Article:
Last week I mentioned low-cost ways to get broadband and connect to the internet. Former Sunday Express writer Michael Watts wrote in to mention the £14.99 128k deal he has from NTL (www.ntl.com). The deal is certainly good and is great for accessing the web and sending and receiving e-mails, but more intense users will need an ultra-fast broadband connection. He also pointed out that the connection fee, which included a modem, was £25, making it good value for money. NTL also offers a 1MB broadband connection for £34.99 with no connection charge and free modem. The only downside is that you need to be in NTL’s cabled area.
At the first Association of Online Publishers awards last week, NME.com carried away the most awards. The IPC site won best editor, best integration of media (consumer) and best innovation (consumer). Best publisher award went to Rivals Digital Media for consumer and TSL Education for business. More than 150 entries were received for the 15 categories of awards. The awards ended a half-day conference in which the AOP (www.ukaop.org.uk) discussed a range of issues from how to make paid-for content work to the importance of getting digital media properly audited for advertisers.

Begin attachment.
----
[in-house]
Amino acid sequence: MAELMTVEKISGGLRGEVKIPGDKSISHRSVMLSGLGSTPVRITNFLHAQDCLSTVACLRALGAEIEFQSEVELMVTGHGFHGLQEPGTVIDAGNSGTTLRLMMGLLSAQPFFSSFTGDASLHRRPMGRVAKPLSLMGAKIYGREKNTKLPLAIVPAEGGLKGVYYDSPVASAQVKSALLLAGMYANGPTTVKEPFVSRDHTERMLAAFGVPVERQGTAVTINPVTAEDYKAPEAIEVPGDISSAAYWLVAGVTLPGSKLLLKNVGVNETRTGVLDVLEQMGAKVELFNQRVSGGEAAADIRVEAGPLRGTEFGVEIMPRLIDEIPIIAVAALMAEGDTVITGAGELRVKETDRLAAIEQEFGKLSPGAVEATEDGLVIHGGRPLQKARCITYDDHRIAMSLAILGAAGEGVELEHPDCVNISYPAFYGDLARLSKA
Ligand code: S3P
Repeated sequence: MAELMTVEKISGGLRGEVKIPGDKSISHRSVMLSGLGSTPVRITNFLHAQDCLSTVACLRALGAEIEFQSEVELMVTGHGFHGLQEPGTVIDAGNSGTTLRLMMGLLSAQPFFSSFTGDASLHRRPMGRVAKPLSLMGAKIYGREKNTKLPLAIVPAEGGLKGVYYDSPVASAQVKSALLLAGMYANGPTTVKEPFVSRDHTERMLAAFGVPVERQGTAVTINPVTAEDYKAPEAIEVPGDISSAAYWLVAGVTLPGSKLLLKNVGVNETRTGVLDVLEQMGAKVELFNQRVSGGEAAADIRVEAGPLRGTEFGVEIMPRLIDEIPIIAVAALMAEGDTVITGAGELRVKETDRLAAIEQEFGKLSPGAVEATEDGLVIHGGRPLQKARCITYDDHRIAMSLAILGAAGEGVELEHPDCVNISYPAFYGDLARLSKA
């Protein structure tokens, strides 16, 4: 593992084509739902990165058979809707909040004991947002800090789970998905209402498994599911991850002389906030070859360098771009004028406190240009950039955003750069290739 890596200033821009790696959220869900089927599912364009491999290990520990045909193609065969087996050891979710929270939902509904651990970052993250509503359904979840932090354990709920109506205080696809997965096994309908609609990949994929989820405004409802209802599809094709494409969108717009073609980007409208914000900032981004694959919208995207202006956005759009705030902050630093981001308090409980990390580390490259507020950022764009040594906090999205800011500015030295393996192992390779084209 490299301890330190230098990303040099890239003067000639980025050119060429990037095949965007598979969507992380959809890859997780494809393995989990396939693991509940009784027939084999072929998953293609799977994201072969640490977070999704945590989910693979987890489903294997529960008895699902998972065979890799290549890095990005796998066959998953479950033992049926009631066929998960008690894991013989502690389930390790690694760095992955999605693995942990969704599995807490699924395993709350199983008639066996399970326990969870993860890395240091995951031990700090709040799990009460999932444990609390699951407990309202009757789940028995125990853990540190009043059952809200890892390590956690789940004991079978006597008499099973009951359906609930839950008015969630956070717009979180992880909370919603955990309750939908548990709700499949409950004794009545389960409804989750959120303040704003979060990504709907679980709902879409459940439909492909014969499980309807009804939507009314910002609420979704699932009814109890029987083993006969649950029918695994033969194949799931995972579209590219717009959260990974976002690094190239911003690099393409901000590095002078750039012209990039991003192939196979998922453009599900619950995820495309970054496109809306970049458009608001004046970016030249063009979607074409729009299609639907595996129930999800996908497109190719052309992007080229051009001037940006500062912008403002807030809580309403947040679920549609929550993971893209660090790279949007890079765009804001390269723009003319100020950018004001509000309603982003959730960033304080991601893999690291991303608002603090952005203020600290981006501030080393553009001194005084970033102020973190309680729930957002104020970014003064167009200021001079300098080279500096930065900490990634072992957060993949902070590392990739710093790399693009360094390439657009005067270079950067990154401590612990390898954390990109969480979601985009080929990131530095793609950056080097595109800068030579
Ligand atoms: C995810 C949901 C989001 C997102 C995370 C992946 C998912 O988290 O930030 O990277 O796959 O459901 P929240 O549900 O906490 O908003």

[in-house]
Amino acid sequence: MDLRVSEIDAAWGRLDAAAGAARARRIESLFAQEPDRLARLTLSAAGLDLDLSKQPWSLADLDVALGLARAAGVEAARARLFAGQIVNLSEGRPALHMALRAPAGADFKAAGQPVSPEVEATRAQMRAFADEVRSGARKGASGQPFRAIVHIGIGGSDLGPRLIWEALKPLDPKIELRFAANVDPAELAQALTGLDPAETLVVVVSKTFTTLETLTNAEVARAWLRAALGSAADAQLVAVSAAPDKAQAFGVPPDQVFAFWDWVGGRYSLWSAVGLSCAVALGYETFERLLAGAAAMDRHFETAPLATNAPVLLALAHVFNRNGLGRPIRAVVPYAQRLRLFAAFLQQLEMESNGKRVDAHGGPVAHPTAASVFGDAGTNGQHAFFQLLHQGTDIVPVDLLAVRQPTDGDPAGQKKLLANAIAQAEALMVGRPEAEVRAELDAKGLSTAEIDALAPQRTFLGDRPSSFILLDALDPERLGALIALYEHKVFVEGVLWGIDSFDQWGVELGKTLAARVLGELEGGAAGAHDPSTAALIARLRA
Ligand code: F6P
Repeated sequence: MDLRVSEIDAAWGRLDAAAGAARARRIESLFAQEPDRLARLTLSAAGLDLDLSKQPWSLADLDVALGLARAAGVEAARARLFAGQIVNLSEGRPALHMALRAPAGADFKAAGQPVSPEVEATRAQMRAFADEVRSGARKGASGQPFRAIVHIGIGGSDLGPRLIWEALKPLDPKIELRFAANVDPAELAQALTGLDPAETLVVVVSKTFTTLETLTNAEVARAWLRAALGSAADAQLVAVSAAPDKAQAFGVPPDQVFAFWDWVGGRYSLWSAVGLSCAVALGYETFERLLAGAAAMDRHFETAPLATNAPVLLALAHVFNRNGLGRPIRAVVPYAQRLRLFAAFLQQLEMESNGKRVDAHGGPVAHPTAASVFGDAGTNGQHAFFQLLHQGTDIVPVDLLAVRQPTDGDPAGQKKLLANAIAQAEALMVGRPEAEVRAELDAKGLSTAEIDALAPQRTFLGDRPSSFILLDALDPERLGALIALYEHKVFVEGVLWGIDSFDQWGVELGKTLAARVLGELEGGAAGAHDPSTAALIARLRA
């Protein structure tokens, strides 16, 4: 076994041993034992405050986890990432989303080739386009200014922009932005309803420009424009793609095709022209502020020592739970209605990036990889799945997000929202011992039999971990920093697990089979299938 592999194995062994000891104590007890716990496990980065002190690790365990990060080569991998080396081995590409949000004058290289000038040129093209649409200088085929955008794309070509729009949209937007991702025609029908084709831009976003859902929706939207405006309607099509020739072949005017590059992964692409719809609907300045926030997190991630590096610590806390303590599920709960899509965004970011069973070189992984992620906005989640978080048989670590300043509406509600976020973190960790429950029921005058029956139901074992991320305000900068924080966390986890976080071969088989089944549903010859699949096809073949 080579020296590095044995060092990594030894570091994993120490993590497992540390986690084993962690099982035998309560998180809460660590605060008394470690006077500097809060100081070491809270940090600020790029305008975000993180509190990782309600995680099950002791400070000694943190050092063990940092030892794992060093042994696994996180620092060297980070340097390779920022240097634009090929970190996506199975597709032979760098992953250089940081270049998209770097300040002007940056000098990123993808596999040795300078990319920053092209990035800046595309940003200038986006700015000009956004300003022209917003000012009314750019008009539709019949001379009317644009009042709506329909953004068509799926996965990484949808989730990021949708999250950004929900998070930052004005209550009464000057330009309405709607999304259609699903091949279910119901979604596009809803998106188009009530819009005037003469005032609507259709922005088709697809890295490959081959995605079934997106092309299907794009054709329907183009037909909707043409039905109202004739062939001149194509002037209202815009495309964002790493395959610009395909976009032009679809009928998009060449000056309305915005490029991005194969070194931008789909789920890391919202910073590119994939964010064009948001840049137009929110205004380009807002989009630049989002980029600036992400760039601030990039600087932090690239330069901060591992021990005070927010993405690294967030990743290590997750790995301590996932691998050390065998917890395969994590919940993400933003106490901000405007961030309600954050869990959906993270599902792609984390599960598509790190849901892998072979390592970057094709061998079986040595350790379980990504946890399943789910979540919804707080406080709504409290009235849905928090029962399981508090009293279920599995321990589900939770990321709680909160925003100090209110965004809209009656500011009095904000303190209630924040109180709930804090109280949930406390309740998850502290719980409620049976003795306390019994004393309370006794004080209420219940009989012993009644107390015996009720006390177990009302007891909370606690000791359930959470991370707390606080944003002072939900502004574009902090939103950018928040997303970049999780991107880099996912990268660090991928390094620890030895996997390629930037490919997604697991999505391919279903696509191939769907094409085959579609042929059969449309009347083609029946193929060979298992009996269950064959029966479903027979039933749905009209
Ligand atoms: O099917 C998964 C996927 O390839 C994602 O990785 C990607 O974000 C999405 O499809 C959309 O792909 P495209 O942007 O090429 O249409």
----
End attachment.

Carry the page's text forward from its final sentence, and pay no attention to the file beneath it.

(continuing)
Last week I took a look at Adobe’s PhotoShop Elements 2.0, which really makes it easy for anyone to develop quality images on a PC or Mac. I’ve got three copies of the £80 software to give away thanks to Adobe. If you want to be in with a chance to win one, just answer the following question and tell me your name and postal address.
What else does Adobe make?
a. Acrobat b. Circus c. Big Top
Send you answers by e-mail to: firstname.lastname@example.org. Closing date for entries is 11am on 28 October 2002. The first three correct entries drawn after the closing date will win.
The Wall Street Journal has shown that its policy of charging for content is working. It now has 664,000 subscribers, of which 18,500 are in Europe. By having a strategy in place for charging people and not being afraid to do so, The Wall Street Journal is succeeding, although many others have left charging very late. The issue is still how to go from what was traditionally free to access to paying for it. One way for UK publishers to go forward, and this mainly applies to magazines offering subscriptions, is to offer full access to sibling sites only to subscribers. What do you think? Are publishers really clued up on how to charge and are they making the most of their relationship with subscribers?